|The Registan main square.|
The mystique and impressiveness of the Silk Road cannot be captured any better than in Samarqand. Hot desert, snowy winters, an Islamic religious center, a pilgrimage site, the riches of kings, a center for learning, astronomical discoveries by Ulughbek, capital of the infamous Tamerlane (Timur the lame) and one of the world's oldest continuously inhabited cities.
Some might have called it the center of the world during Timur's reign of the 14th C, and in fact, from the 6th to the 13th C it was bigger that it is today. It's name means simply, 'rock town' or 'stone fort' in Turkic or perhaps it could, if it hadn't already been called Marakanda when Alexander the Great sacked it in 332 BC, part of Transoxiana (an area encompassing the Oxus and Jaxartes Rivers, a.k.a. Amu Darya and Syr Darya).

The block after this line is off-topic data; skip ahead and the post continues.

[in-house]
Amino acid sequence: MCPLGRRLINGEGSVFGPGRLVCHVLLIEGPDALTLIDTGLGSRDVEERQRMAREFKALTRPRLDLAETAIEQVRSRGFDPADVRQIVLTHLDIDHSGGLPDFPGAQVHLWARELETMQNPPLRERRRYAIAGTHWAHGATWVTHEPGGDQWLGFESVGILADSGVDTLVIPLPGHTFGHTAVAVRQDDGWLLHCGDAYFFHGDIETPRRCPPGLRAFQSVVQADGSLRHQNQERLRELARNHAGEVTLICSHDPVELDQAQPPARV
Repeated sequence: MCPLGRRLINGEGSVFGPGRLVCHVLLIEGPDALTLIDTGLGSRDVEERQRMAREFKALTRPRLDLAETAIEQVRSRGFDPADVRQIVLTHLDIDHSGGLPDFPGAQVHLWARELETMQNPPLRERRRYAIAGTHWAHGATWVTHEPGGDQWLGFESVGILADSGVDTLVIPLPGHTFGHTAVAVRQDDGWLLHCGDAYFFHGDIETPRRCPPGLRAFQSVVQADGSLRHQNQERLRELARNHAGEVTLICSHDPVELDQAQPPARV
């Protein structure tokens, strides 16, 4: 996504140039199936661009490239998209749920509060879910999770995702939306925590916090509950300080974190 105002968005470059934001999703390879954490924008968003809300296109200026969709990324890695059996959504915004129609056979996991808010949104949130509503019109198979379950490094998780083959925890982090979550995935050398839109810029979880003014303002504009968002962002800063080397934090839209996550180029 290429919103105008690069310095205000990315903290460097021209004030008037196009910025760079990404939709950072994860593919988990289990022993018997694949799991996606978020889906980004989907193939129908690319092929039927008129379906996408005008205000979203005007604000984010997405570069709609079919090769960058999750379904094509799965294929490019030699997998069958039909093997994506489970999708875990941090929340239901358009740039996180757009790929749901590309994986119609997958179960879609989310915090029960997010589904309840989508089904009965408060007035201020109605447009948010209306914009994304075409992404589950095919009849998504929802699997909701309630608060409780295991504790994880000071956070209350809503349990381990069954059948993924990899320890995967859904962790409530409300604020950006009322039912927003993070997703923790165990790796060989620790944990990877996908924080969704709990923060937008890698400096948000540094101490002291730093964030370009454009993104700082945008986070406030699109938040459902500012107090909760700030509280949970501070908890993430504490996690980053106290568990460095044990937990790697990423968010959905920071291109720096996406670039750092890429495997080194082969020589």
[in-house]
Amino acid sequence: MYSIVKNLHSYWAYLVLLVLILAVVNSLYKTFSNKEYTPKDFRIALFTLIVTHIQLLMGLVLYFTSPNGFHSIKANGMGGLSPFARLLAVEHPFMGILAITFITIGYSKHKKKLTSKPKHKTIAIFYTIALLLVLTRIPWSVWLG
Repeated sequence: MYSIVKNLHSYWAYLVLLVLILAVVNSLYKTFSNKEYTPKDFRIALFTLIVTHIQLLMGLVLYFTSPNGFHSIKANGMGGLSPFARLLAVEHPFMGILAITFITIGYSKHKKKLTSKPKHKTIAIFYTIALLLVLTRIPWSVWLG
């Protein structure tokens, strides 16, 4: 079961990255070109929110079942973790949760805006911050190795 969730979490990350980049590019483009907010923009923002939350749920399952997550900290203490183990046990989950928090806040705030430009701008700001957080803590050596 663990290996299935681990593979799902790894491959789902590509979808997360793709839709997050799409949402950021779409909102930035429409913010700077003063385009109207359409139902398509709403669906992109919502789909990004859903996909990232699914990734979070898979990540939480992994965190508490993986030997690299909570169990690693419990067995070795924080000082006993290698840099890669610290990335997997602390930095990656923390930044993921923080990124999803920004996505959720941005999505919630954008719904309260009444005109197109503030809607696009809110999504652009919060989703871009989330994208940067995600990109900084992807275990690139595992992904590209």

As is true of all Silk Road cities, it was held by many groups over the years, from Arabs to Turks, Perisans, and others before the Mongols arrived in 1220. Later of course, there were Uzbeks, Tajiks and Russians/Soviets. It was visited by Marco Polo and Ibn Battuta and has several important historical areas, from the Registan central square, including Ulugh Beg's Madrasa, and the Lion's Gate. There's also the Bibi-Khanym Mosque, Gur-e Amir Mausoleum, Ulugh Beg's Observatory, the Shah-i-Zina necropolis and other important sites.